There are some nurses who would write in a chart, “Patient slept well all night,” or “patient pain-free all shift." That’s a big no-no because it’s really not for us to say. It’s entirely possible that every time the nurse walked into the room to assess the patient that he was snoring away, and it’s entirely possible that he woke up moments later, only to drift off shortly before the next time the nurse checked in. Or, the patient may truly have slept all night, but didn’t feel refreshed or didn’t feel that she slept all night. The patient may have been in pain, but didn’t want to bother the nurse or felt that she could cope. The patients may say to the day staff, “I barely slept all night!” or “I was in pain all night.” But, when the day staff got report from the night staff, the nurse said the patients slept well or was pain-free. Thus, the importance of writing “Patient appears to have slept well all night,” or “patient sleeping at each round, appears comfortable.” It’s not incorrect to write, “Patient not complaining of pain,” or “patient denying pain.” This way, the nurse is writing exactly what is observed – not what he or she thinks is happening.

The same sort of thing exists with medical writing. If a new drug is helping a lot of patients, appears to be a cure of sorts, it’s much better – in my opinion – to write “Drug ABC Improving Life for Many Patients with XYZ Disease,” or “Drug ABC Appears to Cure Some With XYZ Disease.” I think it’s irresponsible to write a headline like “Drug ABC New Cure,” or “Patients with XYZ Cured with Drug ABC,” both types of headlines we have seen in the past.

When reading a study, it’s also important to understand how it’s being presented and if the findings are reliable. Is the study randomized? Is it blinded? Who sponsored the study? How big is the study group? There’s a huge difference between a study of 5,000 participants and 35 participants. Keep in mind, though, that some illnesses or injuries are not common so a study of 5,000 or even 500 would be virtually impossible. So, is the study of something that is fairly well known or is it of something rare?

What are the researchers looking for? Do they have one specific goal or was the finding an outcome that popped out of nowhere but was significant enough to be noticed? How long did the study take, if appropriate, and how long were the patients followed after?

There are many questions you need to ask yourself when reading these studies and one that some journalists and writers seem to ignore are, what are the weaknesses of the study? When reading a study, there’s a general format. The authors discuss why the study is important, how they went about it, how they calculated the results, the results, a discussion about the results, and a conclusion. In the discussion section, there should be a part about the study’s weaknesses. No matter how well planned a study, there are always some drawbacks. They could include study size (too small), subject choice (too homogenous, too broad), not long enough, too many surgeons performing the surgeries, and the list goes on. It’s essential that these weaknesses be pointed out so that the reader can decide how this may or may not affect how he or she views the findings.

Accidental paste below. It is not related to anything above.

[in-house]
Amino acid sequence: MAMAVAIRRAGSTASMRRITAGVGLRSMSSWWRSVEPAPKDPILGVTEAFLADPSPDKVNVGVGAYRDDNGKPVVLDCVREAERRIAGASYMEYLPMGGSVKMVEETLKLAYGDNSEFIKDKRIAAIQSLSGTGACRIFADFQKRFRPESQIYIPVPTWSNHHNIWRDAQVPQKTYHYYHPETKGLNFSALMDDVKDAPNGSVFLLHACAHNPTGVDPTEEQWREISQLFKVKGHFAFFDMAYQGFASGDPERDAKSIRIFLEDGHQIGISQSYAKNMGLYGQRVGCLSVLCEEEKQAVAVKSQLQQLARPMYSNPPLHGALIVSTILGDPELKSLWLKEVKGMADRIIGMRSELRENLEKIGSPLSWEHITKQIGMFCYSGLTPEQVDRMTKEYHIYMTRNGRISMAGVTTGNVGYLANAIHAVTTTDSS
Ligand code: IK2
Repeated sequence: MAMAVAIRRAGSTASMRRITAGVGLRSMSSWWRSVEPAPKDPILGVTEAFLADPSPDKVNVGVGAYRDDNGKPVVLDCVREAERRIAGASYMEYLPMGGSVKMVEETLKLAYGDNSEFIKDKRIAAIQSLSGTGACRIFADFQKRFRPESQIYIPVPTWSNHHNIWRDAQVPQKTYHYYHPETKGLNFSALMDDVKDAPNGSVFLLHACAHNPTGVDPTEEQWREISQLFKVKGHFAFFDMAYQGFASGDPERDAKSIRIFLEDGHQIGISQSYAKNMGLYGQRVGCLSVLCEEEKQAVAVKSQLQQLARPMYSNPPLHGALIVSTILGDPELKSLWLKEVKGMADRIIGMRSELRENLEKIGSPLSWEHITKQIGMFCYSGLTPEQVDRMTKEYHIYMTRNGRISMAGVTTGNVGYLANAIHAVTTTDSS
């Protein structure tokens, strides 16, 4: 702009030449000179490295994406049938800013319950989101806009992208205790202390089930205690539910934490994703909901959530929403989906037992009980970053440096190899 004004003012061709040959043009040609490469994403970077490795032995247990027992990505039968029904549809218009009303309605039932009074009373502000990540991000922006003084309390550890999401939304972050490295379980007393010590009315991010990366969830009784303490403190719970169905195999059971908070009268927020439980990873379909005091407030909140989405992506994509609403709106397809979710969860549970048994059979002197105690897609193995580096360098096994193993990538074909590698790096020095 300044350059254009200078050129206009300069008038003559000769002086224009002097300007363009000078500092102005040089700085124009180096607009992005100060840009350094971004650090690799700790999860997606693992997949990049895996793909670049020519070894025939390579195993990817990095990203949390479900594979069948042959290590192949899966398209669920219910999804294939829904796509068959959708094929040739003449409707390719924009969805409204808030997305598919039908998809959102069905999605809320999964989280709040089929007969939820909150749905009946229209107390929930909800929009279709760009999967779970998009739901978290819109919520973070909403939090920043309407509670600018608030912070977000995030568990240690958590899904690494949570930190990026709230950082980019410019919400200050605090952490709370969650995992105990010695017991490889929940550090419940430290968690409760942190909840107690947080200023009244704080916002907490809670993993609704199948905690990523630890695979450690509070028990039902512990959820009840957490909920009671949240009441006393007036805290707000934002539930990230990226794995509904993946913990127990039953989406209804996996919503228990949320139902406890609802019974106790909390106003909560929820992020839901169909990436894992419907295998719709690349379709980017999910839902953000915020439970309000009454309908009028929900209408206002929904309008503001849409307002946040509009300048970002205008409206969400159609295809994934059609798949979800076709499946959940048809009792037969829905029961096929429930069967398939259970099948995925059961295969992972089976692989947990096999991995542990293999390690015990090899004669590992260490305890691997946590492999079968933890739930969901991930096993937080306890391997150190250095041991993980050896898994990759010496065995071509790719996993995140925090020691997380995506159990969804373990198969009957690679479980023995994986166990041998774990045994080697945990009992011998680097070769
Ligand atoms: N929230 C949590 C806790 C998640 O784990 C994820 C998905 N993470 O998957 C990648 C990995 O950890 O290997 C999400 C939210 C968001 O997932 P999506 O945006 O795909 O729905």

Reading studies can be intimidating sometimes. I still read some that leave me wondering what the heck I’m reading. But if you plan on writing about a study, be sure that you understand the significant findings, why and how they came about, and how someone who isn’t involved in the study feels about the findings. This outside expert can provide a good balance.

News for today:
Older, cheaper diabetes drugs as good as new
Weight training can help with heart trouble: AHA
Many cases of Lyme disease going undiagnosed
Overcrowding leads to lung infections in Inuit

Monday, July 16, 2007

Splinters hurt

I was working in our dining room yesterday and somehow got a whopper of a splinter in my foot. Our house is 45 years old and the dining room has the original wood floor that hasn’t been refinished. Every so often, a splinter of wood pops up and reminds us that we need to get this done.

It was pretty big and I thought I got it out but that doesn’t seem to be the case. So, in an attempt to get the darned thing out, I tried my old stand-by methods, none of which worked, and then it was on to the Internet to see what advice others have to offer. The advice was pretty well to take tweezers and pull the splinter out. Right. That didn’t work – which is why I’m looking for ideas.

I figured that it was a good idea to soak my foot to soften the skin and maybe work the splinter out, but so much for my good idea. I found this on a site HealthWorld Online : “don't let the area around a wooden splinter get wet. A wooden splinter that gets wet will swell. This will make it harder to remove.” Oh. Ok then. I guess I won’t be using their next piece of advice: “soak the skin around the splinter twice a day. Place one teaspoon of baking soda in a cup of warm water and wet the affected area. After a few days, the splinter will likely slip out.”

On the bright side, I now know what to do if I ever get a bunch of cactus spines: “To remove a large number of close-to-the-surface splinters such as cactus spines, apply a layer of hair removing wax, facial gel or white glue, such as Elmer's, to the skin. Let it dry for 5 minutes. Gently peel it off by lifting the edges of the dried wax, gel or glue with tweezers. The splinter(s) should come up with it.” I did know this trick and have used white glue for small splinters. It does work.

So, here I sit, splinter and all. Good thing I don’t have to dress up in heels because right now, my daughter’s flip-flops are feeling pretty comfy!

News for today:

Low birth weight not necessarily cause for alarm: study
Study Looks at Whether Vaccines Promote False Sense of Security
Diabetes drug side effect reports in U.S. triple
HIV Prevention Clinical Trial Negates Women's Diaphragm Use